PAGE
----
Set up queues with Artisan

In Laravel 5 and 5.1, there is an enhanced queue system allowing you to use your database as your queue driver. There is no need to install something else such as Amazon SQS or Beanstalkd. Queues are really important. Let’s say for example that you need to send a confirmation email. If you don’t use the queue system available in Laravel and send an email when a user register, the email request can take up to 4-5 seconds which is too slow. Instead, with queues you can keep this task running in the background without any additional loading time delay.

Example :

Mail::queue('emails.welcome', $data, function($message)  
    $message->to('', 'John Smith')->subject('Welcome!');

First of all, you need to setup the queue system. Go in yourlaravelpath/config/queue.php and select you prefered driver. In this tutorial I chose the database driver.

'default' => 'database',  

Then, you can change the default configuration like changing the table name but I decided to keep the default settings to keep it as simple as possible.

'database' => [  
            'driver' => 'database',
            'table' => 'jobs',
            'queue' => 'default',
            'expire' => 60,

In order to create the right database table (here “jobs”), there is a special artisan command for that :

php artisan queue:table  

Well done! Your queues are set up. However, you need to do one last thing to make them work as expected. Again, one simple artisan command :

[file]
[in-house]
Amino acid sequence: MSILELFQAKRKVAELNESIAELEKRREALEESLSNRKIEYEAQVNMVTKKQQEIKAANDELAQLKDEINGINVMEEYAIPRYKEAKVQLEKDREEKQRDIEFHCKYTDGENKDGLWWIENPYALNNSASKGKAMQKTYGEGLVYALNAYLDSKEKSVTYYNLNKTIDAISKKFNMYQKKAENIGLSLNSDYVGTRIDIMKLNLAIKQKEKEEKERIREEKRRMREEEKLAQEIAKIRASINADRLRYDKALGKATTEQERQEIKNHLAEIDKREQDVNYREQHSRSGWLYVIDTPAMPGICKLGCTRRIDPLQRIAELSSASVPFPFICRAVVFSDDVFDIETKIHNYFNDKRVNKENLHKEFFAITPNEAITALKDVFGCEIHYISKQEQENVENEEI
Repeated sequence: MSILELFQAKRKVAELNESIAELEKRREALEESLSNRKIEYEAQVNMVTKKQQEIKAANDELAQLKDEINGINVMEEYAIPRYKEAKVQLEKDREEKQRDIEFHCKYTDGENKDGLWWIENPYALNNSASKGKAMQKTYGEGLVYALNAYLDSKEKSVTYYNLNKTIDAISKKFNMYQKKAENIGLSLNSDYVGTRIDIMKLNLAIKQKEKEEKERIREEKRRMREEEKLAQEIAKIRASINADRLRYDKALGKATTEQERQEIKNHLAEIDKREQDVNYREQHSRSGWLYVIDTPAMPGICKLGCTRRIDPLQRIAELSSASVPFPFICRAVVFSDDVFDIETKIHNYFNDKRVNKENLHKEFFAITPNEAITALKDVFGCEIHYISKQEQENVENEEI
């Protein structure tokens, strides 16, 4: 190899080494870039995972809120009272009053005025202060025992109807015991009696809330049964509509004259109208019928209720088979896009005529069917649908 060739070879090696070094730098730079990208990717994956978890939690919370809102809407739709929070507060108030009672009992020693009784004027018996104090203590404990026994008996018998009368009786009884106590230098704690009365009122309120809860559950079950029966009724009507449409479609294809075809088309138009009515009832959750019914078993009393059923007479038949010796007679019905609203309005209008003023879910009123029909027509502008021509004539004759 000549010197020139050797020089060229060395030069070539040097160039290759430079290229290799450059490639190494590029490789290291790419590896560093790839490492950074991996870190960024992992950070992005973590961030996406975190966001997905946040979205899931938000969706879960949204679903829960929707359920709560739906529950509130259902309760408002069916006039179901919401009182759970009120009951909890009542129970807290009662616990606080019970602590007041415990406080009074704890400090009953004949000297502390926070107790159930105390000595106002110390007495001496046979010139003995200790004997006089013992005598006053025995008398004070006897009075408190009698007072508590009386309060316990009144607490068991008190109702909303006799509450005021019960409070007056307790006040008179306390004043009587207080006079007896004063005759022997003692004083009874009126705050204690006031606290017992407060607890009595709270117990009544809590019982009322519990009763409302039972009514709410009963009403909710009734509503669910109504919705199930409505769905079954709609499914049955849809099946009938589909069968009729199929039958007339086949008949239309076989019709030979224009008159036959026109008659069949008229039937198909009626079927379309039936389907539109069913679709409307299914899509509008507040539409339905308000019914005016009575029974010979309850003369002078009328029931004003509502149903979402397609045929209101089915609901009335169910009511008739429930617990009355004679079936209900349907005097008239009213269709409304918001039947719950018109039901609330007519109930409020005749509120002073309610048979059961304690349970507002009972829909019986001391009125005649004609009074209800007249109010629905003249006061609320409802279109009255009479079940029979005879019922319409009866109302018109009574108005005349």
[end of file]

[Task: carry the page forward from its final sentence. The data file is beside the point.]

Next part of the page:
php artisan queue:listen  

This command will always check for jobs and execute them immediately. It is obviously intended to always run in the background. So if you want to run it in the background on a Linux Server, you can use nohup for that.

sudo nohup php artisan queue:listen  

If you keep this command as it is, nohup will create a log file called nohup.log in the current directory. Instead if you want your log file to be placed elsewhere, you can do something like that :

nohup php artisan queue:listen > storage/logs/queues.log  2>&1 &  

Now you have a log file for your queues in the storage log directory of your laravel website called queues.log

Note : if you are not logged in as root this command will be killed as soon as you log out. Please log in as root with the command “su” before.

To see that you properly configured nohup, you can type “ps aux | grep php” and you will see three commands.

How to handle failed jobs

Now that you have set up your queues, what happens if there is a failed job ? For example, the smtp server for sending email does not respond. Well, the previous command will always try again and again to send your email without computing your other jobs. You do not want that to happen.

If you go back to your queues config file (config/queue.php) you will see at the bottom of the page the failed_jobs default table.

'failed' => [  
        'database' => 'mysql', 'table' => 'failed_jobs',

However, this table does not exist and you need to create it. Again there is an artisan command for that.

artisan queue:failed-table  

Now, with nohup you can set the number of tries that you want to allow before a job is considered as a failed job.

sudo nohup php artisan queue:listen --tries=2 > storage/logs/queues.log  2>&1 &  

You’re all set!

If you have any questions please let me know in the comments below.